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faces the possibility of a lengthy delay in the approval process for its experimental prostate cancer drug cabozantinib because U.S. regulators are refusing to sign off on the design of a pivotal clinical trial.

The setback introduces new risk into the development of the promising prostate cancer drug, which caused investors to flee Exelixis. Shares are down $2.97, or 38%, to $4.75 in Tuesday trading following Monday night's announcement.

Exelixis had been hoping to reach agreement with the U.S. Food and Drug Administration that a relatively small and quick phase III study of cabozantinib demonstrating pain reduction in very late-stage prostate cancer patients would be sufficient to get the drug approved.

But FDA balked at endorsing this strategy and refused to grant Exelixis a so-called Special Protocol Assessment for the cabozantinib pain study, Exelixis disclosed Monday night.

"This was surprising and unexpected," said Exelixis CEO Michael Morrissey, referring to the FDA's decision, on a conference call.

Exelixis has decided to push ahead and conduct the cabozantinib study with a pain reduction endpoint without an FDA endorsement. The company will hope that overwhelmingly positive data will convince FDA to approve cabozantinib early.

If FDA balks at this "go fast" approach to cabozantinib approval -- and Monday's announcement certainly suggests FDA opposition to this plan -- Exelixis will have to wait for results from a larger, follow-on phase III study in prostate cancer that will seek to prove cabozantinib can prolong survival.

Exelixis suggested Monday night that cabozantinib could still be approved in 2014 even if two studies are required. Analysts like Canaccord Genuity's George Farmer are skeptical about that timeline, predicting cabozantinib's approval could be pushed back to 2015 or 2016.

Exelixis decision to rely on pain relief as a primary endpoint for a pivotal study of cabozantinib has been controversial. All recently approved prostate cancer drugs --

Johnson & Johnson's

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Provenge -- used a survival benefit as the basis for approval. Still experimental prostate cancer drugs from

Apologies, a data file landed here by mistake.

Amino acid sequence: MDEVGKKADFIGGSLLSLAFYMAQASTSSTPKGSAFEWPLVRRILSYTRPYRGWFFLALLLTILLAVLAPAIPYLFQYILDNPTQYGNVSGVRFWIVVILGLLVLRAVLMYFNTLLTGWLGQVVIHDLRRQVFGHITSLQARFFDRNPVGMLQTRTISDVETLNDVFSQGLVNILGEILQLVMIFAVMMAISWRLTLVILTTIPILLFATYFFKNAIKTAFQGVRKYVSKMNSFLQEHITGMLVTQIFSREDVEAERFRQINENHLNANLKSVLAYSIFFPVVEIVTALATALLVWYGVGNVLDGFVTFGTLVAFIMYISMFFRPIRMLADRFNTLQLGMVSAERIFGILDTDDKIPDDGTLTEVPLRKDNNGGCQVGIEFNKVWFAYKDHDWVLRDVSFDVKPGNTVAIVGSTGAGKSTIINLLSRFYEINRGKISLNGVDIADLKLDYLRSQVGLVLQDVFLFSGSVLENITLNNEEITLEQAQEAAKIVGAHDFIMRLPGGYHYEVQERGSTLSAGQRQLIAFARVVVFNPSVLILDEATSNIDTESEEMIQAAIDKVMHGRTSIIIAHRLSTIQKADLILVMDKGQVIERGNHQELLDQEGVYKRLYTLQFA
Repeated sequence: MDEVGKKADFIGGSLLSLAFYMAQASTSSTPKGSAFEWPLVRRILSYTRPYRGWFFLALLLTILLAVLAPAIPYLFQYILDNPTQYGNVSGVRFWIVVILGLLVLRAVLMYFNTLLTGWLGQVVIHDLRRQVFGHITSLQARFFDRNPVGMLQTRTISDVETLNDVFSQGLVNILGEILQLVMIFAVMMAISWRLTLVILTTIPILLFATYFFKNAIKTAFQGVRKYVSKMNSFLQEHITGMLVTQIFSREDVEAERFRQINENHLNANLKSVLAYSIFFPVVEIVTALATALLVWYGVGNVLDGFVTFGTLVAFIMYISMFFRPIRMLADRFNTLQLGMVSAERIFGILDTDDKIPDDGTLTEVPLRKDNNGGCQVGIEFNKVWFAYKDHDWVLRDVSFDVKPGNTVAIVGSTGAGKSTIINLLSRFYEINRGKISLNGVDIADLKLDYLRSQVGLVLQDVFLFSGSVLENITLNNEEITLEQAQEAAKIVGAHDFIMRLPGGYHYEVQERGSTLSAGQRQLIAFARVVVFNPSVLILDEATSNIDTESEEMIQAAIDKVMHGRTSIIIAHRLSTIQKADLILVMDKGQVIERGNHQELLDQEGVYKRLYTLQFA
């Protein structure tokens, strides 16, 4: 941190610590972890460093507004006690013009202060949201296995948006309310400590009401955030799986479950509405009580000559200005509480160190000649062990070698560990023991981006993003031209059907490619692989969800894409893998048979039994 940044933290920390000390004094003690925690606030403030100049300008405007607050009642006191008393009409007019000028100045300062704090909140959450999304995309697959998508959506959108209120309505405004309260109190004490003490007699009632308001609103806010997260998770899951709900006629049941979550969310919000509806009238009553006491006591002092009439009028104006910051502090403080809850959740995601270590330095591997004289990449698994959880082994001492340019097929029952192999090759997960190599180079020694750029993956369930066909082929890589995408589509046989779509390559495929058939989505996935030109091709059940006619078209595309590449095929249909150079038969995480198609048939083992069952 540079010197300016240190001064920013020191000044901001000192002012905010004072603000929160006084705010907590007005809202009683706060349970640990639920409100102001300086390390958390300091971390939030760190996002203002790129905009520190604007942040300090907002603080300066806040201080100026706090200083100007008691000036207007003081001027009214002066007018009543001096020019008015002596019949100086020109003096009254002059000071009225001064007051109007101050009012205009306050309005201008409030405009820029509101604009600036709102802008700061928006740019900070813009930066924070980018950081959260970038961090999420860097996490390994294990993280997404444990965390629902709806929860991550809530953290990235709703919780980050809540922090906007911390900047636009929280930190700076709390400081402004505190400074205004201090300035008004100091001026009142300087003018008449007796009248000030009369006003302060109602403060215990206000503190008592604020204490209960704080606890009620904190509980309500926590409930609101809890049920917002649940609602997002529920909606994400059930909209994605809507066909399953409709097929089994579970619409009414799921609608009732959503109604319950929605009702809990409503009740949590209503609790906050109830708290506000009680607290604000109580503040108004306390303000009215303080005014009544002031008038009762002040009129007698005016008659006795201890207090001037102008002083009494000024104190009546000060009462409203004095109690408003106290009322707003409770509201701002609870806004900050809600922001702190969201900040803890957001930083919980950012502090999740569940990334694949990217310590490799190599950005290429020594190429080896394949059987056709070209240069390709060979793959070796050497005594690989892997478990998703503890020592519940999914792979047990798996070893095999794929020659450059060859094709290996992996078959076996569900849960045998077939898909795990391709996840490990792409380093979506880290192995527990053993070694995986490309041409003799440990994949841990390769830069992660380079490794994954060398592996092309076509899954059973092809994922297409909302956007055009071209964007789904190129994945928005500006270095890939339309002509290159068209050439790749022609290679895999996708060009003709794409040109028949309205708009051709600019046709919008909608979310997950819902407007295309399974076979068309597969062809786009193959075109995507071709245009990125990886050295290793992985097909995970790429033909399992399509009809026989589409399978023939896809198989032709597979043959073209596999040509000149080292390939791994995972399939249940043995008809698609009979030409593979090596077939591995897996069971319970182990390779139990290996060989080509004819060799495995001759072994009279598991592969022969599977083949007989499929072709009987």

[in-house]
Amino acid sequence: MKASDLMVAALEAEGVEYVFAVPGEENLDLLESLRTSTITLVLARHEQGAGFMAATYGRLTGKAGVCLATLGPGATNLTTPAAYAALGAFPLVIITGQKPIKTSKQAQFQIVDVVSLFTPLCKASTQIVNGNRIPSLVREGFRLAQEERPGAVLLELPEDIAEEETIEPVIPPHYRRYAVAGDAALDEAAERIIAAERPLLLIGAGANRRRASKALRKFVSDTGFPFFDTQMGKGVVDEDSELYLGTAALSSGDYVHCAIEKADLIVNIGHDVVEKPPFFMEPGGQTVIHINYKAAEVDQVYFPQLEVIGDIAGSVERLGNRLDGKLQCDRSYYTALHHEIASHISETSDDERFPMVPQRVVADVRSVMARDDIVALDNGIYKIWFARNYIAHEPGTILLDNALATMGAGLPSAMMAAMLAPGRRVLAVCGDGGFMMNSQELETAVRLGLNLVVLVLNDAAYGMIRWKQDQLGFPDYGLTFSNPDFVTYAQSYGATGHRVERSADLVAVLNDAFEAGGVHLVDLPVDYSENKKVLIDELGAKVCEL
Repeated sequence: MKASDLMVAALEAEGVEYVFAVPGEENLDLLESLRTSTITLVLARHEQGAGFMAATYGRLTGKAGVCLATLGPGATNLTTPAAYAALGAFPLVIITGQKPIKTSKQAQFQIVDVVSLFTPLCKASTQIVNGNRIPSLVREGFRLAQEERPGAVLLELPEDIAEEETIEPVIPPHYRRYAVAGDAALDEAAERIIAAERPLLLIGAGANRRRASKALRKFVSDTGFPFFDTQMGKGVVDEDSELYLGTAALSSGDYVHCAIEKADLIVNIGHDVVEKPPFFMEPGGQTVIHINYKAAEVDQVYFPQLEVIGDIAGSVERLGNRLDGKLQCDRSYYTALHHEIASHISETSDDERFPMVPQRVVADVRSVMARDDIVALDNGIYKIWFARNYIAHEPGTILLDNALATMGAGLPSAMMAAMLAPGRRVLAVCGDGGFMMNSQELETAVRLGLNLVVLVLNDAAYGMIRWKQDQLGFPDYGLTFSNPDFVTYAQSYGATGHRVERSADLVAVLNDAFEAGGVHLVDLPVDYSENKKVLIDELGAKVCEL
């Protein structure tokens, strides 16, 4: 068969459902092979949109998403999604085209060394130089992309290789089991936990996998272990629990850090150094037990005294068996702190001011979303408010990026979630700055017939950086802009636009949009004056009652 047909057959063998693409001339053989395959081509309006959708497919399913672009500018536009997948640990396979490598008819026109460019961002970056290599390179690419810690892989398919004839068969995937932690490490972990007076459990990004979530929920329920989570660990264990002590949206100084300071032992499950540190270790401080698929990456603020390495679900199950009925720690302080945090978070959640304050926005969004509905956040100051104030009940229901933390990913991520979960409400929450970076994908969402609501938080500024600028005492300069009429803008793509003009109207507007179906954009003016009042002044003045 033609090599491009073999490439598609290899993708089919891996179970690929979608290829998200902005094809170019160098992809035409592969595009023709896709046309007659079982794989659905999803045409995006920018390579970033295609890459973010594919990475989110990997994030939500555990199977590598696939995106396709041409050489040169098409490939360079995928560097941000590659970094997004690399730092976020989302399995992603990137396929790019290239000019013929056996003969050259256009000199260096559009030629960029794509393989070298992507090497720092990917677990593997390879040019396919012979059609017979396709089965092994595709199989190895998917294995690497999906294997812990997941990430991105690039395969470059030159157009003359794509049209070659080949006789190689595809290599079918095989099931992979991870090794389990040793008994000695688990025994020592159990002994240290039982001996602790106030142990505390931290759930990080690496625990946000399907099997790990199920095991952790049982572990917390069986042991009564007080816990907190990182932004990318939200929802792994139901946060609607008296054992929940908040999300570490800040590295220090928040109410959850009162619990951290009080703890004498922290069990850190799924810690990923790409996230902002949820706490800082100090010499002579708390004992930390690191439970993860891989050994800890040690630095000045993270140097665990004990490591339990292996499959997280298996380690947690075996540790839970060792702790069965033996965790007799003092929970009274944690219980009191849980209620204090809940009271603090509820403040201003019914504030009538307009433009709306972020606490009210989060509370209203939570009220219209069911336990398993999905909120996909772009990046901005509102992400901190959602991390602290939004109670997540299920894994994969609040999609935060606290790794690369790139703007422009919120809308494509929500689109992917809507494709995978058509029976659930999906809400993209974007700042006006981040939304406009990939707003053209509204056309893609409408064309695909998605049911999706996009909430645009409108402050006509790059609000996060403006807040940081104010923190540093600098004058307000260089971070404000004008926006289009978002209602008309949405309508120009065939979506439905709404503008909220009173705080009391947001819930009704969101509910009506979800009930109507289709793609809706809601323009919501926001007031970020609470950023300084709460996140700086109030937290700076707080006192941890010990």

both employed overall survival in their respective phase III studies.

Exelixis believes demonstrating cabozantinib's ability to shrink or eliminate the spread of prostate cancer to bone, which causes patients a lot of pain, is a clinically significant benefit and enough to convince FDA to approve the drug. To support their position, Exelixis points to the FDA's own guidance stating prostate cancer drugs can be approved on the basis of pain resolution. Mitoxantrone was approved for prostate cancer using a pain reduction endpoint in 1996.

On Monday's conference call, Exelixis CEO Morrissey said initial feedback received from FDA in August suggested the agency was willing to grant an SPA for the pain relief trial. However, the FDA changed its tune in follow-up comments sent to the company in October.

Patients enrolled in the cabozantinib studies will have advanced, metastatic prostate cancer that no longer responds to the standard chemo regimen of Taxotere and J&J's Zytiga. These are very sick prostate cancer patients with significant prostate cancer-related pain who have few or no treatment options left.

The first study with a pain relief endpoint will begin before the end of the year. The second study, with an overall survival endpoint, will begin in the first half of next year.

--Written by Adam Feuerstein in Boston.

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Adam Feuerstein writes regularly for TheStreet. In keeping with company editorial policy, he doesn't own or short individual stocks, although he owns stock in TheStreet. He also doesn't invest in hedge funds or other private investment partnerships. Feuerstein appreciates your feedback;

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